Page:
Supermarket Encourages Shoppers to Leave Packaging Behind
Back in my early days of environmental awareness, it was a common form of protest to visit a grocery-store, pile your shopping cart high with goods, and then hold up the check-out lines as you unwrapped any item with excessive packaging - leaving the store to deal with the unwanted waste. Inconvenient? Yes. Irritating? Almost certainly. Effective? Who knows. But now UK supermarket giant Tesco, the same chain that is deploying electric vans, as well as solar roofs and carbon labelling, is actually asking shoppers to leave any excess packaging behind for recycling. It's all part of an aggressive push to reduce the company's environmental impact. The Guardian tells us more:
Alasdair James, Tesco's head of energy, waste and recycling, recently visited Germany. He said: "We know our customers expect us to help them recycle easily and we have also committed ourselves to cutting our own waste. This unique pilot helps us do both. Packaging left by customers at the store will tell us a lot about areas we may need to look at again, as well as where we have got it right."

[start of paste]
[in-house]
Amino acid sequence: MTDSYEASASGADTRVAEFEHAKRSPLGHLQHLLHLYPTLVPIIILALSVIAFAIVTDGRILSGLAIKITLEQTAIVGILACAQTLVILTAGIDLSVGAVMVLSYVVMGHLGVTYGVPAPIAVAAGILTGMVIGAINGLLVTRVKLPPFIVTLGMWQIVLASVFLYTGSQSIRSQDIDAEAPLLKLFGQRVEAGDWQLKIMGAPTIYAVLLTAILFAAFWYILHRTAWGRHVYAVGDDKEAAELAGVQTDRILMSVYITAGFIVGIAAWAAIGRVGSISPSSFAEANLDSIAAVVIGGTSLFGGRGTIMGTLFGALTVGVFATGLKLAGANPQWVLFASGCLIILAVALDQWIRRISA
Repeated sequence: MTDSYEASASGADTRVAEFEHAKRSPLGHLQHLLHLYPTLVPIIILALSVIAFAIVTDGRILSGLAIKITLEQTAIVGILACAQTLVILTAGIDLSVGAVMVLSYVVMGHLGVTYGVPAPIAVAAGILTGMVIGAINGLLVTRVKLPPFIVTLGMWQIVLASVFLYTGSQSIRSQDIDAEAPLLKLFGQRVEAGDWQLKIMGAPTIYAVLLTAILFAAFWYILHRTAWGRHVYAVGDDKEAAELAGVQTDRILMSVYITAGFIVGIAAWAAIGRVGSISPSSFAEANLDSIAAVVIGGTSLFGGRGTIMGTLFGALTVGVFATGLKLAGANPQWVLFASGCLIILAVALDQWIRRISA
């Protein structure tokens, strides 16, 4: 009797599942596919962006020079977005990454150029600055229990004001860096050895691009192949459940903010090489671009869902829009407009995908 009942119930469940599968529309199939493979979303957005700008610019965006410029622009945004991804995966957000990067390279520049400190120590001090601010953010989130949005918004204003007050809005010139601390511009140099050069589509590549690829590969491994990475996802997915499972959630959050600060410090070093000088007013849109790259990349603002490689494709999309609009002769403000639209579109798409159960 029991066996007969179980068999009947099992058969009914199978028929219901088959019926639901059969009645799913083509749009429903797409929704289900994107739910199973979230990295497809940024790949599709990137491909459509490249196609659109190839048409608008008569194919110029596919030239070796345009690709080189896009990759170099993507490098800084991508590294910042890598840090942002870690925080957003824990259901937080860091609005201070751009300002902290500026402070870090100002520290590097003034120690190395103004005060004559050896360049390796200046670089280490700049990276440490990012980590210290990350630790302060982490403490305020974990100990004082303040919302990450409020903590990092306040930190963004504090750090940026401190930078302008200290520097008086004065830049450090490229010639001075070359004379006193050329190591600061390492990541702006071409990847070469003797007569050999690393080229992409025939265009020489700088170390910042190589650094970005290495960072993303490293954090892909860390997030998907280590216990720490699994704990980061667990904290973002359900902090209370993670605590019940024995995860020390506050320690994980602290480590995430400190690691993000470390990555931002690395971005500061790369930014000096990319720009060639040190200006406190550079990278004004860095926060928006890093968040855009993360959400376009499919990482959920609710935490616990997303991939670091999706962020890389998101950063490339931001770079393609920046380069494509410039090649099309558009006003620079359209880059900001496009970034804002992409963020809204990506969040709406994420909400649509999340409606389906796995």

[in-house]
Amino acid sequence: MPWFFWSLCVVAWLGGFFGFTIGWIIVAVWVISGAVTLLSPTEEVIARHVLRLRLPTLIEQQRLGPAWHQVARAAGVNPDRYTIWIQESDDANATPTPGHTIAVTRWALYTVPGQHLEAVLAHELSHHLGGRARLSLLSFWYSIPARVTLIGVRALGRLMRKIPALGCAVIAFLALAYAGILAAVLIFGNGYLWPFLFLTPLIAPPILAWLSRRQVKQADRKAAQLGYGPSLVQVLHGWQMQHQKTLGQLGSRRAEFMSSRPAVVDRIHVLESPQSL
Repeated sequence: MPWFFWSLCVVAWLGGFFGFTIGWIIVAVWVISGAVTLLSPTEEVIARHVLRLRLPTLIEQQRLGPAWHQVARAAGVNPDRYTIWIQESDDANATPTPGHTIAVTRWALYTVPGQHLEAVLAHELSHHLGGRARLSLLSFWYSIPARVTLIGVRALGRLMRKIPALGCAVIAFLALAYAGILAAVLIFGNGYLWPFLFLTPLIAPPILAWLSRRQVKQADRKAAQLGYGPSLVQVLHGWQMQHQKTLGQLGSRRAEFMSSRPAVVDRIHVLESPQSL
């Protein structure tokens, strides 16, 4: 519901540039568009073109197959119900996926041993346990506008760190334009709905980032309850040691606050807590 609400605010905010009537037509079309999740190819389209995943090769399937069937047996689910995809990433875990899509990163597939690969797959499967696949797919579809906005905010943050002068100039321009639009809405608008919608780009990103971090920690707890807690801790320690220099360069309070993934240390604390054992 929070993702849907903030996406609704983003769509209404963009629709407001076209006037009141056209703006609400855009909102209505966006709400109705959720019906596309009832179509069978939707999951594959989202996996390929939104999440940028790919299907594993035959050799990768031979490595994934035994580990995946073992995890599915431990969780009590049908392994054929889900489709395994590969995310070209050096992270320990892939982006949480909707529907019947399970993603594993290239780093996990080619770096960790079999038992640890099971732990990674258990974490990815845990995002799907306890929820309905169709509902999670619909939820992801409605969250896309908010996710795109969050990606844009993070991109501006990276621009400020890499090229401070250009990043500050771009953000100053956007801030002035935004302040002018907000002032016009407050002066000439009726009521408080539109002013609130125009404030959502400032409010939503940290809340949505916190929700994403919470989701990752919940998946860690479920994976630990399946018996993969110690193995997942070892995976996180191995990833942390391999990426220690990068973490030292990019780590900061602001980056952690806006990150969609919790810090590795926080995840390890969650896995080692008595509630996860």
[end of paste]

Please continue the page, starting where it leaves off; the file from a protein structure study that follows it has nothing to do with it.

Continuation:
Tesco has more than 3,500 recycling and reducing packaging projects. It stressed that for regulatory reasons or where labelling was essential - for instance in warning of products containing nuts - packaging might still be necessary.
The scheme is only temporary, and it is being tried out in select stores only - with the principal aim of obtaining customer feedback (and maybe some free publicity!). The chain already claims to be diverting as much as 87% of its own store waste from landfill, and has set a goal of 95% by the end of the year. Which all begs the question: what are young protesters supposed to do now? Given the scale of environmental challenges still facing our food and retail systems, I'm sure they'll think of something...
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